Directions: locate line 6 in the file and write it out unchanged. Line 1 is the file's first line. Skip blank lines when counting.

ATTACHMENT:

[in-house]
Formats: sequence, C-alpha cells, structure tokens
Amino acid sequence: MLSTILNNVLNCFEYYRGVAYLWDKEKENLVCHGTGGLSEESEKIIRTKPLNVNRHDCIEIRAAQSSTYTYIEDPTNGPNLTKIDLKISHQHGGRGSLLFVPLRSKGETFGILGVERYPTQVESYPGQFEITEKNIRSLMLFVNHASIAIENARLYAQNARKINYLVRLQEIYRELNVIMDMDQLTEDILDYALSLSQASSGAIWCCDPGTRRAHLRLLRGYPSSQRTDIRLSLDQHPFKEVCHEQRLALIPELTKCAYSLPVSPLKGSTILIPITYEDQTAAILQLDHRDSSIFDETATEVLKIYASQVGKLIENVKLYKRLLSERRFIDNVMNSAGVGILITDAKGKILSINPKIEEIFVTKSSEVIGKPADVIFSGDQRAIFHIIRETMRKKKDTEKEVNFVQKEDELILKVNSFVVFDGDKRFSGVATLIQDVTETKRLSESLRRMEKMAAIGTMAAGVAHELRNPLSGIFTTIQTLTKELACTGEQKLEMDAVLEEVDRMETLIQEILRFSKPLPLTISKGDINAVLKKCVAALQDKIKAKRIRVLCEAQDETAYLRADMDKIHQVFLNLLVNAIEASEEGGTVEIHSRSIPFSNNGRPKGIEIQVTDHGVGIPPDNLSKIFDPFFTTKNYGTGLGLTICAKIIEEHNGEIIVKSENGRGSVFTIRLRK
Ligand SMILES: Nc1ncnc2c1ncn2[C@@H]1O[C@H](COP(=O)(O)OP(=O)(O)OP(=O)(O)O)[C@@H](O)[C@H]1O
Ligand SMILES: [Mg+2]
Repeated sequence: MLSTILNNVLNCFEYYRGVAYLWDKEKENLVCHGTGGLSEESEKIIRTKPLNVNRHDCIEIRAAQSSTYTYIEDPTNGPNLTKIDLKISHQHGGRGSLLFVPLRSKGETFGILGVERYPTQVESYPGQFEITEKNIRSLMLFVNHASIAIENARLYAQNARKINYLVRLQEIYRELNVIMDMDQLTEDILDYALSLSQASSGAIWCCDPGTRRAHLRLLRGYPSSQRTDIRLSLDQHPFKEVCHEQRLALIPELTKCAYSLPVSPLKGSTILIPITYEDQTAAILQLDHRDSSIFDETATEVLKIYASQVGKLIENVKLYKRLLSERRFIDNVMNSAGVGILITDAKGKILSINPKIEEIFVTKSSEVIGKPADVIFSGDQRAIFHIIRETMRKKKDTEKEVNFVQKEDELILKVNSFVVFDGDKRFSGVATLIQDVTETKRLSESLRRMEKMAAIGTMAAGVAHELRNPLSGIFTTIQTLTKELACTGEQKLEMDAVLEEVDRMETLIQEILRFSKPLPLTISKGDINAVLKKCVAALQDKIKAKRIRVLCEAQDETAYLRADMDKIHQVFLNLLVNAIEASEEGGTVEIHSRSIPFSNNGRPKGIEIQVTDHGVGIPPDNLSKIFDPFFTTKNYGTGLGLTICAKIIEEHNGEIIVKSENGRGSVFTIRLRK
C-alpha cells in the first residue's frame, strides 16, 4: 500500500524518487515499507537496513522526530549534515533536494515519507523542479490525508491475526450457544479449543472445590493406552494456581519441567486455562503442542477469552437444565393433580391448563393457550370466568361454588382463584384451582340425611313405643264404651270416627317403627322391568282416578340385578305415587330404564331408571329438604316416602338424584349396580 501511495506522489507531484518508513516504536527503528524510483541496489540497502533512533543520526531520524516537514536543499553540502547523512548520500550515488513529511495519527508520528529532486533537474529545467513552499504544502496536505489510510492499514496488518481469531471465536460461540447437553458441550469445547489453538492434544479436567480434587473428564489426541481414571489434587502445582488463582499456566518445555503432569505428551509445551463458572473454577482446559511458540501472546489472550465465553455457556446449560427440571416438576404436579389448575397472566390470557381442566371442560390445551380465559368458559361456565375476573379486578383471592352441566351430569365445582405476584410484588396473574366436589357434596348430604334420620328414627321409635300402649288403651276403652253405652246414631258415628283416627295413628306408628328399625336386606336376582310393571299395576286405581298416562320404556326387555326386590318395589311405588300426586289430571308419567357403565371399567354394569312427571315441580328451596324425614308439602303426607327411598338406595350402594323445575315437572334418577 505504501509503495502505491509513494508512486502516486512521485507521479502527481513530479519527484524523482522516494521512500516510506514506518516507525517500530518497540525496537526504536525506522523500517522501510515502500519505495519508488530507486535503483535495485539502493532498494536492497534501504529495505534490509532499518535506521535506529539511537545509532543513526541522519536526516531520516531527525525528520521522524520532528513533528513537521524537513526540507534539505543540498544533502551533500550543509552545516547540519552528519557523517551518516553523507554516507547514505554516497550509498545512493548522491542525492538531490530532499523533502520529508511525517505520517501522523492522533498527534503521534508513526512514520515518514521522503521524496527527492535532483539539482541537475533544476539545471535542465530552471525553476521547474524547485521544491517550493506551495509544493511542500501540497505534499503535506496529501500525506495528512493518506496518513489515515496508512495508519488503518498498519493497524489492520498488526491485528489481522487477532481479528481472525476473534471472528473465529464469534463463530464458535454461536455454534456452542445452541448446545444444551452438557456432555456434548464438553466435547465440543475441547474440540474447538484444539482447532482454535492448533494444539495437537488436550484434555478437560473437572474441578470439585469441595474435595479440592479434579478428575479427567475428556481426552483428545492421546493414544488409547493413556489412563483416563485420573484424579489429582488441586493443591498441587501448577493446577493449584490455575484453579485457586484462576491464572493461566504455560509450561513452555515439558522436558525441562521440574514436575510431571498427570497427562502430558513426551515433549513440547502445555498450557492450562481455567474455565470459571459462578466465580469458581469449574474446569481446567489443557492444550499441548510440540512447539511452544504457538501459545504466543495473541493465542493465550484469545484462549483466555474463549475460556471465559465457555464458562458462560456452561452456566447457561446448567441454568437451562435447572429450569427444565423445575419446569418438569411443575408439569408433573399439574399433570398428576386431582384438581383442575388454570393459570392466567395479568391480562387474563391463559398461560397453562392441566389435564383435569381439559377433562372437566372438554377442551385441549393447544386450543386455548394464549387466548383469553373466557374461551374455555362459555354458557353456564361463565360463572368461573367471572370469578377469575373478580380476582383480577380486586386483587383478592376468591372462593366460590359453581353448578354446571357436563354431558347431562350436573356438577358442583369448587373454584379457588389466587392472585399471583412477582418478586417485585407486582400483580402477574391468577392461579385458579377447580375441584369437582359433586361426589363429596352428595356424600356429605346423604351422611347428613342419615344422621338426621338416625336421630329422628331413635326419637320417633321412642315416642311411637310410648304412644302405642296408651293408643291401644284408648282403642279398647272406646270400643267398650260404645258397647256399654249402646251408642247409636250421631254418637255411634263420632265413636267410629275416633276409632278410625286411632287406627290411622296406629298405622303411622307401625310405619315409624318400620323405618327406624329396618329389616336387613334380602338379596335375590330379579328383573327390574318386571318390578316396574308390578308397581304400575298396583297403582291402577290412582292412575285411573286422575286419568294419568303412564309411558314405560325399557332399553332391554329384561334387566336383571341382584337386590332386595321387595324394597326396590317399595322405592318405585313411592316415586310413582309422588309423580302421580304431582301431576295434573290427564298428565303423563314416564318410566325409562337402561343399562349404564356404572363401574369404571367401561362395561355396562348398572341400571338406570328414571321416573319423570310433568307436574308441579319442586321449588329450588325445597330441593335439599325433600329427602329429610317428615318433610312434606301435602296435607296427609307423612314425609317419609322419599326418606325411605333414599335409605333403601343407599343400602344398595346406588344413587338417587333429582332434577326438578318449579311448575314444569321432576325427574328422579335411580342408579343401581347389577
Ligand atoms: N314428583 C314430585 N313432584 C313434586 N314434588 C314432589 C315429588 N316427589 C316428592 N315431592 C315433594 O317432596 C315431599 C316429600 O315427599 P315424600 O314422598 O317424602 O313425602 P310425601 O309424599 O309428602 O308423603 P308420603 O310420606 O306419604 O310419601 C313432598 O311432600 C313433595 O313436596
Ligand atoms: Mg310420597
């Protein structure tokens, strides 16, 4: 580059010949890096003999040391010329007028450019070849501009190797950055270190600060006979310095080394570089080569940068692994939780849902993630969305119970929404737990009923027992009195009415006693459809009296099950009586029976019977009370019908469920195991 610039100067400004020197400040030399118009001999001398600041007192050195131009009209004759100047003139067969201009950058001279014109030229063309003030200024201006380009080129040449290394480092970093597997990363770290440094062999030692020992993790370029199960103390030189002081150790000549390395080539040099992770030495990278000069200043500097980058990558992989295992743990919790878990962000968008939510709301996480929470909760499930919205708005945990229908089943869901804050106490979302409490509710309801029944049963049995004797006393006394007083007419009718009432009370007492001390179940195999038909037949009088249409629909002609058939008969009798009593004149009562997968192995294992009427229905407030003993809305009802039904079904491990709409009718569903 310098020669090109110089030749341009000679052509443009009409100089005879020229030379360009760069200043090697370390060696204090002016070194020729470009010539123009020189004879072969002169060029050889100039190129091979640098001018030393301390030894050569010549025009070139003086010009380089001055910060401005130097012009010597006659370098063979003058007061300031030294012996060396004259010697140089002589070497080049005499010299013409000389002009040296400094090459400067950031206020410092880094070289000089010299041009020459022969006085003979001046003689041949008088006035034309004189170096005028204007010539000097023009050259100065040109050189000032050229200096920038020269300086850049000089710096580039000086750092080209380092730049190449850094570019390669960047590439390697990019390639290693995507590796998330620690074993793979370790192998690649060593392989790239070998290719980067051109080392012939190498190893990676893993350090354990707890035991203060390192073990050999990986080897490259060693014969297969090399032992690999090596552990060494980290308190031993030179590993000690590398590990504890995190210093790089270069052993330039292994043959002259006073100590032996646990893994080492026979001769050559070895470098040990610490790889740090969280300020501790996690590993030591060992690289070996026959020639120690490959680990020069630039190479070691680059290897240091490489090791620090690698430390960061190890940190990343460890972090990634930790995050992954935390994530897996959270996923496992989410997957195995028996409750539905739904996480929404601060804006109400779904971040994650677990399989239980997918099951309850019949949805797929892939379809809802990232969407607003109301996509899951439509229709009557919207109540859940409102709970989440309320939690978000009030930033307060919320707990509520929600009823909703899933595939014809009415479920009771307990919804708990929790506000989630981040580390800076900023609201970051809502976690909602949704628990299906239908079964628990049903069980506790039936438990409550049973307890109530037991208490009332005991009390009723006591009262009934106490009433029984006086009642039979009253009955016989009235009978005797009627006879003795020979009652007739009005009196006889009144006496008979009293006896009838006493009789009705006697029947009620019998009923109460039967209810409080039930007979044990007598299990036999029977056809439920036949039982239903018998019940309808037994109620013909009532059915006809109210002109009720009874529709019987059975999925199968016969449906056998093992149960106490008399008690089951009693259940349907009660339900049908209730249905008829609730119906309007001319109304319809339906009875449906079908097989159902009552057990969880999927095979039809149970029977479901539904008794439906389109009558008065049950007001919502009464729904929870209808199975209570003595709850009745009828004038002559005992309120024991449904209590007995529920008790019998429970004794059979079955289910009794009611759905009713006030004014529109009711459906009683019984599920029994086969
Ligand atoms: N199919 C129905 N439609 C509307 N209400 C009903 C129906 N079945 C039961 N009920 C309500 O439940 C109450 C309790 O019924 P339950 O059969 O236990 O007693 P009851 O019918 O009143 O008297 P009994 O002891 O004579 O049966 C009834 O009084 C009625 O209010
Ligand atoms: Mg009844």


Repeated sequence: MLSTILNNVLNCFEYYRGVAYLWDKEKENLVCHGTGGLSEESEKIIRTKPLNVNRHDCIEIRAAQSSTYTYIEDPTNGPNLTKIDLKISHQHGGRGSLLFVPLRSKGETFGILGVERYPTQVESYPGQFEITEKNIRSLMLFVNHASIAIENARLYAQNARKINYLVRLQEIYRELNVIMDMDQLTEDILDYALSLSQASSGAIWCCDPGTRRAHLRLLRGYPSSQRTDIRLSLDQHPFKEVCHEQRLALIPELTKCAYSLPVSPLKGSTILIPITYEDQTAAILQLDHRDSSIFDETATEVLKIYASQVGKLIENVKLYKRLLSERRFIDNVMNSAGVGILITDAKGKILSINPKIEEIFVTKSSEVIGKPADVIFSGDQRAIFHIIRETMRKKKDTEKEVNFVQKEDELILKVNSFVVFDGDKRFSGVATLIQDVTETKRLSESLRRMEKMAAIGTMAAGVAHELRNPLSGIFTTIQTLTKELACTGEQKLEMDAVLEEVDRMETLIQEILRFSKPLPLTISKGDINAVLKKCVAALQDKIKAKRIRVLCEAQDETAYLRADMDKIHQVFLNLLVNAIEASEEGGTVEIHSRSIPFSNNGRPKGIEIQVTDHGVGIPPDNLSKIFDPFFTTKNYGTGLGLTICAKIIEEHNGEIIVKSENGRGSVFTIRLRK